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“Feeling unsure, the girl thought the best thing was to put her heart in a safe place. Just for the time being. So, she put it in a bottle and hung it around her neck. And that seemed to fix things… at first,” –The Heart and The Bottle
The Heart and the Bottle
by Oliver Jeffers
AR Test, Must Read, Picture Book
A young girl, much like any other, finds herself fascinated with the world surrounding her. From the sea to the sky and everything in between, the young girl finds herself continuously curious about everything the world carries—that is, until the world no longer carries something very important: a loved one who has recently passed away.
To reconcile the emotions that come with this passing, the young girl decides her best option is to bottle away her heart. But as she grows older, the girl quickly finds that lugging her heart around in a bottle is not just cumbersome, but it also drains the girl’s ability to stay curious about the world.
When the girl finally feels that it is time to free her heart from its bottle, it will take another curious, young girl to help her find the solution to freeing her heart.
The Heart and The Bottle tackles the complicated topic of grief through a touching metaphor. Bright illustrations show what words find hard to describe. For example, the passing of the main character’s loved one is not told explicitly through the story. Rather, it is conveyed through an illustration of the girl looking at an empty chair that the loved one sat on earlier in the book. In this way, the illustrations of the book capture the inarticulable moments in a child’s life, whether it’s a trip through their wide-reaching imagination or an attempt to conceptualize grief and death in a healing way.
Even though The Heart and The Bottle is a picture book, the story is intended to be read aloud to a child, rather than for the child to read it for the first time independently. The writing itself contains some larger words that may be harder for a young reader to work out on their own, but the number of words per page is sparse, averaging about one to eight sentences per page. Additionally, a number of pages in this narrative do not rely on words at all, but instead communicates the relationship with the young girl and her loved one through text bubbles filled with illustrations of plant life, galaxies, bees, whales, and other compelling aspects of the world.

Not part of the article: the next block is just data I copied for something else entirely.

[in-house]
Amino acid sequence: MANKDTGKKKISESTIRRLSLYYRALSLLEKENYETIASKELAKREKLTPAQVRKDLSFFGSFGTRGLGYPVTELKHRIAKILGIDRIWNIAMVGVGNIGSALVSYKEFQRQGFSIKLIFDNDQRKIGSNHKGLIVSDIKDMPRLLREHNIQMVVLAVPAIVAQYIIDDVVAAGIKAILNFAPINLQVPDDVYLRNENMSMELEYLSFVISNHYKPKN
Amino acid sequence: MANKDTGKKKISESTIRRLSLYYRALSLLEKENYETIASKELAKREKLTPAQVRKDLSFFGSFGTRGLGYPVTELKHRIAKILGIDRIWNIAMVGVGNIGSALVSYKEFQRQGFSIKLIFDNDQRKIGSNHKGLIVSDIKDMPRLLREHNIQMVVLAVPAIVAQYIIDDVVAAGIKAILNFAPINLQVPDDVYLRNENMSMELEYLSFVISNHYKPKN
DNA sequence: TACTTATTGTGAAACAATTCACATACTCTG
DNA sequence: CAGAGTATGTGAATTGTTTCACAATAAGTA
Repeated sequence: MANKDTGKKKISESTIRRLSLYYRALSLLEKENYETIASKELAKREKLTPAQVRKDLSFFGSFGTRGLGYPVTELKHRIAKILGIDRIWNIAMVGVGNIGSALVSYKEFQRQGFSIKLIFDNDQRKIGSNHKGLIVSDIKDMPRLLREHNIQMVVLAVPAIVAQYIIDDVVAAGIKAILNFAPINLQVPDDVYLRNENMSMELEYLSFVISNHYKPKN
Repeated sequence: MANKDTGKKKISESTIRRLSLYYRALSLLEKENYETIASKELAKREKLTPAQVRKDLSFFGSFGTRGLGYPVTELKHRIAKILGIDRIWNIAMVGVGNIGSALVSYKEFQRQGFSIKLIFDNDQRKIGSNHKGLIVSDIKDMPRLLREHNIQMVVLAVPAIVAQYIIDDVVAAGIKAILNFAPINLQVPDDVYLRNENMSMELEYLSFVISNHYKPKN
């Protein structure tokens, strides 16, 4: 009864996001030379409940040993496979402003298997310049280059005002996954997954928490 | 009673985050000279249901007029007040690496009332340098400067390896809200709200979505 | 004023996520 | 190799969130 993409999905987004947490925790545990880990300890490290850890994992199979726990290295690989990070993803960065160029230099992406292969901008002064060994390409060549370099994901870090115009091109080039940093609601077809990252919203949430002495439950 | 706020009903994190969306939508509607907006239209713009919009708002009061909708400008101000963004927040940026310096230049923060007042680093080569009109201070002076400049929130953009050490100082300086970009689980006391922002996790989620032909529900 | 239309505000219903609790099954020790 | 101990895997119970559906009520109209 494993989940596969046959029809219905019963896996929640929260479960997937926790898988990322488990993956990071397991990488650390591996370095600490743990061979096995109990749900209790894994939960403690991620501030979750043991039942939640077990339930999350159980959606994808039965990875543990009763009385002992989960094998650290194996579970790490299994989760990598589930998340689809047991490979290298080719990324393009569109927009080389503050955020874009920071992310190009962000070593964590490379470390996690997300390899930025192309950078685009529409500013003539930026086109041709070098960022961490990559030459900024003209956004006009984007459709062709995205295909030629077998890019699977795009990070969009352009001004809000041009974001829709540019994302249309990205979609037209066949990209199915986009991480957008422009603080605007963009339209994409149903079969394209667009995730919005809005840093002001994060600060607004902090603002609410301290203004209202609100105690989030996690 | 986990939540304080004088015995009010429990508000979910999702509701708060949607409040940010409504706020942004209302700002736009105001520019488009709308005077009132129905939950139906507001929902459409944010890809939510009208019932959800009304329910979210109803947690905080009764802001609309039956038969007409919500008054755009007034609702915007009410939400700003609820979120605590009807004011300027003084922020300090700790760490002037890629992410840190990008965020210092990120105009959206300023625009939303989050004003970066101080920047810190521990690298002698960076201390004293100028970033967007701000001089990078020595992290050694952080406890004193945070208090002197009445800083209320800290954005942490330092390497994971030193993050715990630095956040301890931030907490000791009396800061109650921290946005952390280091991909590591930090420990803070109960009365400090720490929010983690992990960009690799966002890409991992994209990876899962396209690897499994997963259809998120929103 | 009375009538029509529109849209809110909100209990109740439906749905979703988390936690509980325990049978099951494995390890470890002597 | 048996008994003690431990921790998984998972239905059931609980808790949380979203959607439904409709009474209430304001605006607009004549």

The sparse text and elaborate illustrations show the ways in which this book seems to be a space for conversation; the illustrated pages without words grant room for parents and their children to talk about the images on the page. In so doing, The Heart and The Bottle gives all readers the chance to understand a way to move through grief while maintaining a fervor and love for the surrounding world.
Though perhaps a heavier read, The Heart and The Bottle tackles the difficult topic of grief in a kid-friendly manner. In addition, it gives a vital message to young readers experiencing grief for the first time. The Heart and The Bottle lets all readers know that it is okay to feel things intensely, it is okay to take time to heal, but most importantly, it’s okay to allow yourself to stay vulnerable and curious to the surrounding world despite the events that may come your way.
- There is no violence, but it should be noted that there is a reference of a family’s members death that is illustrated through an empty chair and the words, “She took delight in finding new things . . . until she found an empty chair.”
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